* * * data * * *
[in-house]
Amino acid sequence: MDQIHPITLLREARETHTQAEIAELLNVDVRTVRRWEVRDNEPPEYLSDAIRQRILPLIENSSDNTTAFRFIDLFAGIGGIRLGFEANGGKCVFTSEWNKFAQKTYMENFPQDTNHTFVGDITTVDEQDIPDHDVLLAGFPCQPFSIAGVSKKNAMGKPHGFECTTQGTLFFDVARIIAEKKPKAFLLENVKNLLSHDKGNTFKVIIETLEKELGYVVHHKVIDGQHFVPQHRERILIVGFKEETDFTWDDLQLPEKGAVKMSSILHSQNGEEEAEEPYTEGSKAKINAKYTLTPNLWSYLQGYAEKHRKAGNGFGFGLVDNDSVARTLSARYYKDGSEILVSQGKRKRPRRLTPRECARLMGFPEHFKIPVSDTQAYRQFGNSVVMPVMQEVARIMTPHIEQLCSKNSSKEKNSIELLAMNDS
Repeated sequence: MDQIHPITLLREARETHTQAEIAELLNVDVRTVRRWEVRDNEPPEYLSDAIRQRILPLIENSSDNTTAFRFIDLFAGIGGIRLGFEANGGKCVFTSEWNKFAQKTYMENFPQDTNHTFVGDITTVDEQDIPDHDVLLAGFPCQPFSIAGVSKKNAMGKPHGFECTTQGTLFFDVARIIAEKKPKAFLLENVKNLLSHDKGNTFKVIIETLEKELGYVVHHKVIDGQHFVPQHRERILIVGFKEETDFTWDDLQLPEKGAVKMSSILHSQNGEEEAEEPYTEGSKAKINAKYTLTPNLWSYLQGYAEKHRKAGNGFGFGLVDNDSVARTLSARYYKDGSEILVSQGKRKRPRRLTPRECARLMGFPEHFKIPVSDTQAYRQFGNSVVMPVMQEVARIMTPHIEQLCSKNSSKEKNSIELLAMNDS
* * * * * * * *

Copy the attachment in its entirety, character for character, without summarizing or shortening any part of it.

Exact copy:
[in-house]
Amino acid sequence: MDQIHPITLLREARETHTQAEIAELLNVDVRTVRRWEVRDNEPPEYLSDAIRQRILPLIENSSDNTTAFRFIDLFAGIGGIRLGFEANGGKCVFTSEWNKFAQKTYMENFPQDTNHTFVGDITTVDEQDIPDHDVLLAGFPCQPFSIAGVSKKNAMGKPHGFECTTQGTLFFDVARIIAEKKPKAFLLENVKNLLSHDKGNTFKVIIETLEKELGYVVHHKVIDGQHFVPQHRERILIVGFKEETDFTWDDLQLPEKGAVKMSSILHSQNGEEEAEEPYTEGSKAKINAKYTLTPNLWSYLQGYAEKHRKAGNGFGFGLVDNDSVARTLSARYYKDGSEILVSQGKRKRPRRLTPRECARLMGFPEHFKIPVSDTQAYRQFGNSVVMPVMQEVARIMTPHIEQLCSKNSSKEKNSIELLAMNDS
Repeated sequence: MDQIHPITLLREARETHTQAEIAELLNVDVRTVRRWEVRDNEPPEYLSDAIRQRILPLIENSSDNTTAFRFIDLFAGIGGIRLGFEANGGKCVFTSEWNKFAQKTYMENFPQDTNHTFVGDITTVDEQDIPDHDVLLAGFPCQPFSIAGVSKKNAMGKPHGFECTTQGTLFFDVARIIAEKKPKAFLLENVKNLLSHDKGNTFKVIIETLEKELGYVVHHKVIDGQHFVPQHRERILIVGFKEETDFTWDDLQLPEKGAVKMSSILHSQNGEEEAEEPYTEGSKAKINAKYTLTPNLWSYLQGYAEKHRKAGNGFGFGLVDNDSVARTLSARYYKDGSEILVSQGKRKRPRRLTPRECARLMGFPEHFKIPVSDTQAYRQFGNSVVMPVMQEVARIMTPHIEQLCSKNSSKEKNSIELLAMNDS